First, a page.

2009-2011 Grant Recipients
Fourteen counties across the State will be getting help from the New York State Library for adult literacy library projects, New York State Librarian and Assistant Commissioner for Libraries Bernard Margolis announced today. Eleven grants to public libraries and public library systems totaling $340,113 over two years will be awarded to support Adult Literacy Library Services projects in 2009-10 and 2010-11.
“New York State’s Adult Literacy Library Services grants help adult students and their families use library resources to continue their education and develop workforce skills,” said Mr. Margolis. “They are designed around the particular needs of adult students and help them develop computer literacy as well as traditional literacy skills needed for job preparation and employment.”
With the support of these funds, libraries will increase services to adults who read below the sixth-grade level, adults with learning disabilities, and adults preparing for the general equivalency diploma (GED). With the help of these grants, libraries will also welcome new immigrants to communities through model English for Speakers of Other Languages (ESOL) programs that teach citizenship preparation and English language and conversation skills.
The libraries will partner with community education and service agencies during the grant years to provide expert instruction and to raise awareness of the role of the public library as a provider of resources and services for adults who want to improve their workforce and computer skills.
For more information about the grant program, contact Cassandra Artale, Library Development Specialist, New York State Library / Division of Library Development, 518-474-1479 or firstname.lastname@example.org .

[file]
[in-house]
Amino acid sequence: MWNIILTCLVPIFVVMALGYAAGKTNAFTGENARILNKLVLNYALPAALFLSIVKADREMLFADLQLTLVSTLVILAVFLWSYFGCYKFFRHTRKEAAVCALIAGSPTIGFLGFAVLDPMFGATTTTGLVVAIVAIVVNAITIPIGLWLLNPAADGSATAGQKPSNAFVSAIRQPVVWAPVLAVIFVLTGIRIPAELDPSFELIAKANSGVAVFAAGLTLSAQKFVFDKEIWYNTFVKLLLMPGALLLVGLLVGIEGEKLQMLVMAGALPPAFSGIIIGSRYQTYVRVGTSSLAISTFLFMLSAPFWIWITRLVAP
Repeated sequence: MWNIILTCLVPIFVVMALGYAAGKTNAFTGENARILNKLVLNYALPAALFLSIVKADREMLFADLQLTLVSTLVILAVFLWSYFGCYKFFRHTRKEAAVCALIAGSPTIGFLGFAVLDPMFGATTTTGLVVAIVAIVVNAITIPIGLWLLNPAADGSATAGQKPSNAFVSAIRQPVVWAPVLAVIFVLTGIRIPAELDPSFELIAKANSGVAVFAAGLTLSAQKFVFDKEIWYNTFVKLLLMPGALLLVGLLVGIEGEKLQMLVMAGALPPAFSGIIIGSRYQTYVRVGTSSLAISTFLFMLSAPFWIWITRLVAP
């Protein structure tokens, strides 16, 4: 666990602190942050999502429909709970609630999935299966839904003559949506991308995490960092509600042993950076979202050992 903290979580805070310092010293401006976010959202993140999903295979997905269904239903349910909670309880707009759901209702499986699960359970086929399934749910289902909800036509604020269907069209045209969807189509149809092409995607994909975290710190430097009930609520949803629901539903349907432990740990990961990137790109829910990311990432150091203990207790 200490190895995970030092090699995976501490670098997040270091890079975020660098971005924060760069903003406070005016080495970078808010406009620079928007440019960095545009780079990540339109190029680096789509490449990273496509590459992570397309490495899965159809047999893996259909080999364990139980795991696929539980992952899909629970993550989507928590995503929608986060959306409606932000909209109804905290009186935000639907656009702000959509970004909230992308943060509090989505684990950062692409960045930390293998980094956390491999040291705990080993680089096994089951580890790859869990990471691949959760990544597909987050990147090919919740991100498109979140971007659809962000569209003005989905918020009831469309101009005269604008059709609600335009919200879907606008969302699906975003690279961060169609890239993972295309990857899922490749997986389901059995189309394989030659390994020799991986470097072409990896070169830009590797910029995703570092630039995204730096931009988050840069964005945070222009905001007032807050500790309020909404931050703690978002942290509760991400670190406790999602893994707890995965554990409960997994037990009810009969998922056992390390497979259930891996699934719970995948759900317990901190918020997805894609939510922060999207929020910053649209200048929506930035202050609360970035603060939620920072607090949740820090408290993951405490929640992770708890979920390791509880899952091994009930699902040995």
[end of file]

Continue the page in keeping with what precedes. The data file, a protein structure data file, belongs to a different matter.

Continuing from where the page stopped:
Following are the public libraries and public library systems that are receiving NYS Adult Literacy Library Services awards:
Brooklyn Public Library (Kings County) $33,723 – English Conversation Groups. Brooklyn Public Library will expand the number of English conversation groups it sponsors from 12 to 22 so that the growing population of English language learners will have more opportunities to improve their speaking skills. Volunteer group facilitators will be recruited and trained to provide instruction in a casual format that focuses on speaking, rather than reading and writing, to help participants become more confident in pursuing work, educational and social goals. Outreach and marketing in multiple languages will raise awareness of the program among Brooklyn residents.
Clinton-Essex-Franklin Library System (Clinton, Essex and Franklin Counties) $33,735 – Adult New Learners in the Zone. This project will position the Clinton-Essex-Franklin Library System and member public libraries as key participants in the adult literacy initiatives of the Champlain Valley Technology Education Center Literacy Zone. Adult New Learners in the Zone focuses on a pressing need among their shared clientele-- basic computer instruction. Computer training will take place in member libraries which are located in high-need areas. Literacy Volunteers Clinton County will conduct tutor training sessions and direct adult new learners to project programs in their communities. An annual Regional Literacy Day will promote this project and other local literacy initiatives.